The landing was the horse of a different color. It felt like an invisible fiend was exploring the inside of my head with the point of an icepick. I chalk it up to the change of air pressure that occurred as we descended. It was with great relief that we finally touched down, and the experience was soon relegated to a distant memory, (with a note to self – never to fly with a head cold again). Our vacation could finally begin in earnest.

This was our first ever vacation to Southern California, and to some of its choice attractions – Disneyland and “Hollywood” to be precise. I do not remember the exact details as to arrangments but we had passes (open sesames) to each stop. It was through favor of the branch managers that my Dad knew (and I would later know myself when working at Saffle’s).

Our first day in SoCal was spent in the Magic Kingdom – Disneyland, courtesy of the BV branch manager in Seattle, Homer Schmidt. It was my second visit, and I think it was perhaps the second time for my wife. The park was prepping for the big bicentennial for the United States the following year, and had already added pertinent events – like America on Parade –  a bicentennial version of the Main Street Electrical Parade.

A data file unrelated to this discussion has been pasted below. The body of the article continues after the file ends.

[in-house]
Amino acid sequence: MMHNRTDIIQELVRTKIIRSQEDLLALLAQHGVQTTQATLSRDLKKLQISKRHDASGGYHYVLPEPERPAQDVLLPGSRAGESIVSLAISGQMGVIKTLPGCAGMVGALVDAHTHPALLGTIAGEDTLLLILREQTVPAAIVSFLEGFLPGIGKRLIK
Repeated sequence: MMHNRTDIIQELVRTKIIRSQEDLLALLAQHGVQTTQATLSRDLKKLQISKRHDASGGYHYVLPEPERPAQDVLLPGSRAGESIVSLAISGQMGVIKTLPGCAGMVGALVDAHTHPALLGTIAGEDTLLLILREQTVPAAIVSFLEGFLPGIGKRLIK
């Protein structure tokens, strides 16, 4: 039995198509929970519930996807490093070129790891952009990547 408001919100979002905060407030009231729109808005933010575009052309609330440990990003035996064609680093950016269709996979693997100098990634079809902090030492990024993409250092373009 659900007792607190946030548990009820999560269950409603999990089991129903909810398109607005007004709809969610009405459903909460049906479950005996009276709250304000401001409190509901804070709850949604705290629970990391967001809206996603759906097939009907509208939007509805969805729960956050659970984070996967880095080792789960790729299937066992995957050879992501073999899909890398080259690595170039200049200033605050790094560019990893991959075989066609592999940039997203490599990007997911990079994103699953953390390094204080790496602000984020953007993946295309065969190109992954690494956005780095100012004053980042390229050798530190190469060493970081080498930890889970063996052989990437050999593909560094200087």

From here on out, “Gone with the Wind” seemed to be the theme for the rest of the vacation. For, the next day we had an appointment to take a tour of the MGM studio in Culver City, courtesy of the MGM branch manager Connie Carpou. We were driving up Washington Blvd in that fair city, when my wife’s eye caught a curious sight. It appeared to be the mansion from her all-time favorite film – “Gone with the Wind.” Or to be more precise the mansion on the beginning clip that announced it was a David O. Selznick production. There it was in all its glory. And what did we do? We turned the car around and drove back to get a closer look.

We found a side street and parked the car. Nearby we found the studio gate and its guard. As I remember it now, it was a bit of a tunnel, overhung like a garden arbor. So we questioned him about the lot and the mansion out front, and he confirmed our guess that it was indeed what we had seen in the movies. They did not allow visitors at this studio, and since we had our appointment at MGM to get to, we left.